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PS 105: Responding to Adverse Events

Terms in this set (44)

I want to apologize for not treating your son effectively or quickly in a way that would have allowed us to avoid the awful experience that he had during his first night here. We should have started him on insulin as soon as we made the diagnosis, either in the emergency room or in the intensive care unit, and instead we didn't do that. When I've talked to our staff, I think that what we now understand is that while we have many adults who come into the emergency room with new diabetes, we don't have a lot of kids, and so the adults we treat pretty quickly and pretty aggressively. With children, and with your son, the staff just acted much more timidly and were a little bit less sure than we certainly would like them to be. I apologize and we apologize.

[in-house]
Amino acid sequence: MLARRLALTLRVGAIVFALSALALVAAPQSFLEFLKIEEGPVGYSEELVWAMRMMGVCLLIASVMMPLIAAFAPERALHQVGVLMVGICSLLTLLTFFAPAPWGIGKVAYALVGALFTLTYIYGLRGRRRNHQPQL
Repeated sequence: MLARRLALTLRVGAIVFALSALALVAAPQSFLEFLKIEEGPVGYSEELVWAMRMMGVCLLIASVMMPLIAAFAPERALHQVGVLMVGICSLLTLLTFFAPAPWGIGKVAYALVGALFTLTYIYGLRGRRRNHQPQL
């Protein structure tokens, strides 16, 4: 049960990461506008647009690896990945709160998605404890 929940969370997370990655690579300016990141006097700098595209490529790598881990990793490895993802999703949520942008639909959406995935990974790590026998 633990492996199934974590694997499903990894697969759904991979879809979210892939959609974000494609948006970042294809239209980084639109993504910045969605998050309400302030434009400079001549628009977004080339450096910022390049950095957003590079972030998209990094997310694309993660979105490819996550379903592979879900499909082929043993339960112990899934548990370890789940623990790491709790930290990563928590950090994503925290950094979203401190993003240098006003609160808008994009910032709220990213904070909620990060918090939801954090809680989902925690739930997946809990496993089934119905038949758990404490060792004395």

Going forward, what we've discussed is we've set up a group to look at the treatment of children. What we have planned is that when kids come in, we will immediately call the senior staff who know how to treat children properly. I know that this isn't going to help your family, but I hope that this is going to make a difference for kids in the future.

What's important from my standpoint now is making sure that we take the best care of your son moving forward, and that you know we'll be available to you to answer any of your questions and to make sure that things unfold smoothly from this point onward.

If you were the patient's parents, what would you hear "between the lines" of this conversation?
(A) The provider is showing empathy right away.
(B) The provider is acknowledging his fallibility.
(C) The provider is minimizing your feelings.
(D) The provider has identified actions to prevent recurrence of the mistake.